Compiled here for your consideration are 5 of the most potent principles of start-up strategy. 

1.      Feedback and User Generated Content

No start-up can be successful without customers. The way business is conducted these days requires quite a bit of interactivity between business and consumer. You’ve got to reach out to your target audience, learn about their interests, examine their opinions about your products, and invite them to engage with your content.

Plainly speaking, you need to solicit and record user interactions with your brand. Figuring in customer feedback will:

  • Inform future marketing decisions
  • Discern opportunities for improvement in your services
  • And engender good will among your audience.

A good way to accomplish this is by posting positive user reviews on your website. It gives your customers a voice, shows them that they’re appreciated, and stocks your website with fresh content.

2.      Agents of Influence

Not only will interacting with your audience increase your company’s credibility, but it will get you plenty of attention. In some cases, you’ll get attention from influential members of niche communities. Word of mouth has always been a powerful form of advertising, but a word from the right mouth in social media will put your exposureefforts on steroids.

Reach out to prominent voices within your industry for a review—not hastily mind you. You’ve got to romance an influencer. Go through a business style courtship ritual, if you follow my meaning. Comment on their blog posts, follow them on Twitter, get into some exchanges, and bring the idea of endorsement up slowly. Pay them if you’ve got the money and the inclination, but it can often be unnecessary to go that far.

3.      Fixed Cost Frugality

Notice how everything I mentioned in the first point was pretty cheap? Low overhead is going to be essential to any start-up until it begins to turn a profit. You need to keep your break even as low as possible until you’re not worried about breaking even. That means cutting corners where you can; so long as you don’t sacrifice the quality of your product.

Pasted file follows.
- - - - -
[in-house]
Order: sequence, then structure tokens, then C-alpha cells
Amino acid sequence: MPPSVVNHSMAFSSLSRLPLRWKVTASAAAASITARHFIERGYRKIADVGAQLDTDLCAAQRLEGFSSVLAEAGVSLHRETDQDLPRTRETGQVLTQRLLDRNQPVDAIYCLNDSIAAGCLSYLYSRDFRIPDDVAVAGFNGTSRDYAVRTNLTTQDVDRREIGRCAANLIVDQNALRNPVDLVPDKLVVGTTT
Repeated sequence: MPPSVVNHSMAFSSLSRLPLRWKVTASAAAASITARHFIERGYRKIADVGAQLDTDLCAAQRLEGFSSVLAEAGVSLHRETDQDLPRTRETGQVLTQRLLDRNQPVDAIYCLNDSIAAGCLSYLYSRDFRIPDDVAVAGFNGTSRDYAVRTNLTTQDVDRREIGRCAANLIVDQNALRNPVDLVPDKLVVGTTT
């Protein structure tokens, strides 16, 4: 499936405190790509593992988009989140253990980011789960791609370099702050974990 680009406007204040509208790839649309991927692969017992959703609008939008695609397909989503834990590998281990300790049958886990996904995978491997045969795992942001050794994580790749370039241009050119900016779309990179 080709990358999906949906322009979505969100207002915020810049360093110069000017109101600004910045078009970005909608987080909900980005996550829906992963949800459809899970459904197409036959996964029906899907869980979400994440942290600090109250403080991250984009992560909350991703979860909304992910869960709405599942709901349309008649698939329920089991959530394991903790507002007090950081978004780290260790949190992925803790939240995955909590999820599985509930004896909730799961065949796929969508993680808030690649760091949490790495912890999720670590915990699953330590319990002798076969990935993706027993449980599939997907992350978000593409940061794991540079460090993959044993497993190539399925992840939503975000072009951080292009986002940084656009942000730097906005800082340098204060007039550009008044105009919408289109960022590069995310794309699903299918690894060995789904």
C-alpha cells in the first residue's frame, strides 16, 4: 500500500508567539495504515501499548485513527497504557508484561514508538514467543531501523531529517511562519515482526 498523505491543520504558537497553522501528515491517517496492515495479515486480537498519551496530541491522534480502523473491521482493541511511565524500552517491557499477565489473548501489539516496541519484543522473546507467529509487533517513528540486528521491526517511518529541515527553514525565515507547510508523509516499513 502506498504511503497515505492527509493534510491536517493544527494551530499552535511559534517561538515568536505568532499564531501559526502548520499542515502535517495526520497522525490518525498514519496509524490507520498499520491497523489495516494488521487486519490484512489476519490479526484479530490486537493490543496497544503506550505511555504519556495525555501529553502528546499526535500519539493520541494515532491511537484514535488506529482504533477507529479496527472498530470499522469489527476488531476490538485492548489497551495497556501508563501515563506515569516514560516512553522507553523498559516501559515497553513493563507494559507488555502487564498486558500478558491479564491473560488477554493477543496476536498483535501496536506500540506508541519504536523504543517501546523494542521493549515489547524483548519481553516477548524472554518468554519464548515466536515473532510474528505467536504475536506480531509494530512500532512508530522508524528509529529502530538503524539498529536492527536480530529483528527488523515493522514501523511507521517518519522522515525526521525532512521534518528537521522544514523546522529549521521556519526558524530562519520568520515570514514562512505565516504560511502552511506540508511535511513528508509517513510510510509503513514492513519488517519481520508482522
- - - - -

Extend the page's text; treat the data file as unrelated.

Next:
Can your employees work from home? If so, there’s no reason to rent office space. Offer your new hires stock options instead of higher salaries, maximize your marketing budget with social marketing and/or organic search. Store inventory in your garage if you have to. Just make sure you’re stretching the dollar as far as it can go.

4.      Step by Step Advertising

There is literally zero excuse to gamble with your advertising budget. There has never been more in the way of cheap or free advertising, and simultaneously it’s never been easier to track the results of your advertising spend through the use of analytic tools.

So how do you approach the marketing budget in your new start-up?

  • SEO

Begin small. Get the organic search traffic going with SEO. That’s ad hoc advice at this point, but here’s the important part: don’t pay for consulting. It’s a big cost with a low return. Instead, make sure your site is built with a paginated, interlinked structure that’s consistently refreshed with quality content.